Much has been written about resilience, particularly in light of some of the intense effects of COVID-19. Psychologists define resilience as the process of adapting well in the face of adversity, trauma, tragedy, threats, or significant sources of stress. It can be understood as the ability to overcome adversity.
Dr. Ken Ginsburg, child pediatrician and human development expert, proposes that there are 7 integral and interrelated components that make up being resilient – competence, confidence, connection, character, contribution, coping and control. These are distinct components that formulate how an individual can maintain resilience in the face of adversity, stress and trauma.
But what about organizations? In the past year there have been a plethora of devastating consequences to many organizations that have struggled to survive financially and emotionally. As for Lakeside we have that constant hum of COVID-19 hanging over all of our programs as individuals become infected, as we do the contact tracing and have to send individuals to be tested in order to be safe. Monitoring our students is now a full-time task and the online learning has been more than stressful for teachers, counselors, parents and students.
Dr. Sandra Bloom has often stated that clients have effect to staff and staff have effect to entire organizations. For those organizations who have been attending to so many victims of COVID-19 such as those in healthcare, community systems of care, criminal justice and more this pandemic has been extremely traumatizing to their entire systems.
So what is our next step to create resilience from this pandemic and from all that has happened in its wake? I believe this is a time to create true resilience in organizations. Often trauma leads us to a new awareness of how we have become vulnerable and gives attention to what we need. Also, it can be a catalyst for innovative strategies to bring hope, healing, coping and control.
Some of the skills required are the ability to engage staff and clients, ways to communicate resonantly, the capability to have complex discussions and the understanding of how we can help regulate those around us. We need our organizations to be clear and aligned in their mission, purpose, policies and practices. To deal with such adversity, there needs to be a unified, new lens and a permeating sense of clarity that will allow participants to be knowledgeable and able to overcome the obstacles that often occur in organizations in adversity.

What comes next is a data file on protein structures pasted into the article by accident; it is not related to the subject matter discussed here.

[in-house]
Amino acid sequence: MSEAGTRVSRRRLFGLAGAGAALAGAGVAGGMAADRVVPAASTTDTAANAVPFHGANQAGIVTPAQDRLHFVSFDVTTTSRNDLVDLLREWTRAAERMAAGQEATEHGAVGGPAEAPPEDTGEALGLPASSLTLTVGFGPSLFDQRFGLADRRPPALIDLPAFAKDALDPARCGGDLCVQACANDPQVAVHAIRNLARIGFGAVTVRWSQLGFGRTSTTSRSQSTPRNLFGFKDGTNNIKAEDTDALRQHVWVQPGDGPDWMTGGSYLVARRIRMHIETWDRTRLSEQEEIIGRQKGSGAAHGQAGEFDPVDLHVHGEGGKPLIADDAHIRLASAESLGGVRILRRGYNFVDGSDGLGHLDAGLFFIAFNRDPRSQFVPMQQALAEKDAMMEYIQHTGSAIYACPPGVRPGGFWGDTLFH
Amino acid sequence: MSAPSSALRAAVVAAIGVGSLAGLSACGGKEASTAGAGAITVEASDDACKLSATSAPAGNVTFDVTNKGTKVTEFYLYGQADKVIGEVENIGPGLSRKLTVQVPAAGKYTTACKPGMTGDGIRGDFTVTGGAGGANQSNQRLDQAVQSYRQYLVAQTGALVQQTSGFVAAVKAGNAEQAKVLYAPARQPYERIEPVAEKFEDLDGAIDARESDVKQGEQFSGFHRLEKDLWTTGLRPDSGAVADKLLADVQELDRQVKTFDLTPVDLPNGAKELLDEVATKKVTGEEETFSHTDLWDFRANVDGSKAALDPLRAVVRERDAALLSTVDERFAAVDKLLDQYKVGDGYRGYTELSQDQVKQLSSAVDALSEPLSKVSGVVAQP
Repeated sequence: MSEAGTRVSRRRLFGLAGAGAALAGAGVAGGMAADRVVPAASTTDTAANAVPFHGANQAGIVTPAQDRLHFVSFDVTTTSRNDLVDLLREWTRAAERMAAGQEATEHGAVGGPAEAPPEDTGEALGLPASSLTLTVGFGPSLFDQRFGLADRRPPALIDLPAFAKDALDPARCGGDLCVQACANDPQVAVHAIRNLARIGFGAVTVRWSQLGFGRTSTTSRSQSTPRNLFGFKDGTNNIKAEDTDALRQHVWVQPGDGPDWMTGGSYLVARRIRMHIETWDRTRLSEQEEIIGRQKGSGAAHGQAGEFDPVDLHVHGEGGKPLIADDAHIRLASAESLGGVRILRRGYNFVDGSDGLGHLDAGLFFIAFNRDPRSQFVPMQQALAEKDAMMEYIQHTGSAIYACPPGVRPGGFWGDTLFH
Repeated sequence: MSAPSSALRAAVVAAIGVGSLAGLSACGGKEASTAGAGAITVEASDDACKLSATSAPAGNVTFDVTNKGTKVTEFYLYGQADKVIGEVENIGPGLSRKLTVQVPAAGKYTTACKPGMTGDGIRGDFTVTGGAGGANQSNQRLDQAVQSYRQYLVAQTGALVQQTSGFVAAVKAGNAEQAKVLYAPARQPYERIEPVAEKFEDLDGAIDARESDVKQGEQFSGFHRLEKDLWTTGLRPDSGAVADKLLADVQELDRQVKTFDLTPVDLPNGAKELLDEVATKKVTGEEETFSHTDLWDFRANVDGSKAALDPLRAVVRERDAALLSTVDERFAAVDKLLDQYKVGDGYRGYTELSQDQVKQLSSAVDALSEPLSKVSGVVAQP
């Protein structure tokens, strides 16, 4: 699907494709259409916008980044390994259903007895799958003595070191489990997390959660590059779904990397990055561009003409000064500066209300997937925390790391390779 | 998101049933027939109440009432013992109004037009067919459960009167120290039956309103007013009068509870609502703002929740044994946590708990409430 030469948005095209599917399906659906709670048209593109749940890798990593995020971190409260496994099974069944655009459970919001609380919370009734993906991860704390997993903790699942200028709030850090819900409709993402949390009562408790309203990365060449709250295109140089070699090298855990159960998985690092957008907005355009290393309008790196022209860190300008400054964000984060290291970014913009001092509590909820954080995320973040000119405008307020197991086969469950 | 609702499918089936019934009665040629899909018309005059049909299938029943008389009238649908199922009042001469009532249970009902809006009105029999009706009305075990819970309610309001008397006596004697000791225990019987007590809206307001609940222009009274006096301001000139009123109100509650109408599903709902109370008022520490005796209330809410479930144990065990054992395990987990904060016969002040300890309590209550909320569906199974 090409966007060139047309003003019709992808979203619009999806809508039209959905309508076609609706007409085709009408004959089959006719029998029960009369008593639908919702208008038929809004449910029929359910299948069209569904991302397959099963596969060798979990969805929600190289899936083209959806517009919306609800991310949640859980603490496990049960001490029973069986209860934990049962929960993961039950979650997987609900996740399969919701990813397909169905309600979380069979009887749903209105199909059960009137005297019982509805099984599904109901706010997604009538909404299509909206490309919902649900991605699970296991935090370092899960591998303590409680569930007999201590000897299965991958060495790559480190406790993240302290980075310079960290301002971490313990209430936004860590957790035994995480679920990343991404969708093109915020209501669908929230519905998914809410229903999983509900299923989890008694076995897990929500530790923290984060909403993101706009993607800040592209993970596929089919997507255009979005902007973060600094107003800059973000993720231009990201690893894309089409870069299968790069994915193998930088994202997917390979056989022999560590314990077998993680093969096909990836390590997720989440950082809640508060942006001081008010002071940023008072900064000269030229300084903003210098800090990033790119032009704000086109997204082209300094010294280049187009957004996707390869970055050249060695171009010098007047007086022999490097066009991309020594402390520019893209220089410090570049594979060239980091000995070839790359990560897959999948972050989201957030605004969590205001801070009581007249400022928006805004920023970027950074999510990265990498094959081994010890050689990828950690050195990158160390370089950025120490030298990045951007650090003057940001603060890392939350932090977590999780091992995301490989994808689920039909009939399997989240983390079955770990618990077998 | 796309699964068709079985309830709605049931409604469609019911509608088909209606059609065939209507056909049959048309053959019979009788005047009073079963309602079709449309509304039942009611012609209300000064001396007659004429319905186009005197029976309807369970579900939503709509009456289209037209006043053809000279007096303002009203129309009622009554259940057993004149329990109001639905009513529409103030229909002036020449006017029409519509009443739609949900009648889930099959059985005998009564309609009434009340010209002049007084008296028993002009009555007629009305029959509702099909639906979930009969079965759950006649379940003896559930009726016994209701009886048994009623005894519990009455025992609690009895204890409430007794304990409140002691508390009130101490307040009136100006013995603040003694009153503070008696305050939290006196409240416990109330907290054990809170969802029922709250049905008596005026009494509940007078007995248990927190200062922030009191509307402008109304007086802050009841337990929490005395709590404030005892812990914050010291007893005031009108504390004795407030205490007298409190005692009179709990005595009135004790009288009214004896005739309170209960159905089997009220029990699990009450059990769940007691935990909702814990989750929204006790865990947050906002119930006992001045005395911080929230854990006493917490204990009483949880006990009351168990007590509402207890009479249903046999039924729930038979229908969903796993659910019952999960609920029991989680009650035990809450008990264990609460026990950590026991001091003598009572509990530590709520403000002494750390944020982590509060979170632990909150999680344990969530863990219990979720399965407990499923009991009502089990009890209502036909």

When I learned of the work of Dr. Sandra Bloom I knew by her research, authorship and experience that she and her associate Sarah Yanosy could develop a new program to help organizations become trauma resilient. That online program now exists and is managed by Lakeside. I have already seen organizations begin to utilize what we now call the PRESENCE model. PRESENCE is an acronym for the 16 principles that organizations will adopt if they embrace the entire model. We are truly excited to see how the PRESENCE Model will be helping organizations all over the world become trauma-informed, trauma-responsive and trauma resilient. It will be a program that will lead organizations to an on-going process of insulating their staff from the adversities that are ever-present in our society.
The website for Creating PRESENCE is www.creatingpresence.net. There you will find a complete description of the program and how your organization can become trauma resilient.